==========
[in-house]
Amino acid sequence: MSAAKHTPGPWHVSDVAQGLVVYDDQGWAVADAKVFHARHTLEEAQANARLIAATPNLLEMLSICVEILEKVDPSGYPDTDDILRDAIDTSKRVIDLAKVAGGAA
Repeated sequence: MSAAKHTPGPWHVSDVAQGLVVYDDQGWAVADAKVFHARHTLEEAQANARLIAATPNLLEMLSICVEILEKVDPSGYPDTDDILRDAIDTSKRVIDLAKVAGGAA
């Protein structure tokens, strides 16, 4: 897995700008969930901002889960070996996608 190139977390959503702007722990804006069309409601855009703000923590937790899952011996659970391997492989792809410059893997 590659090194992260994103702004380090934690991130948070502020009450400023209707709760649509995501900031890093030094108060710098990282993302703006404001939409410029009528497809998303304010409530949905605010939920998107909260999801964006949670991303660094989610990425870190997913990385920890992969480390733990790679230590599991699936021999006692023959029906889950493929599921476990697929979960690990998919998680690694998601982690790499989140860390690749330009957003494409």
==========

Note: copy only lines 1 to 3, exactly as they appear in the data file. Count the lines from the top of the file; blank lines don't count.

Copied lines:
[in-house]
Amino acid sequence: MSAAKHTPGPWHVSDVAQGLVVYDDQGWAVADAKVFHARHTLEEAQANARLIAATPNLLEMLSICVEILEKVDPSGYPDTDDILRDAIDTSKRVIDLAKVAGGAA
Repeated sequence: MSAAKHTPGPWHVSDVAQGLVVYDDQGWAVADAKVFHARHTLEEAQANARLIAATPNLLEMLSICVEILEKVDPSGYPDTDDILRDAIDTSKRVIDLAKVAGGAA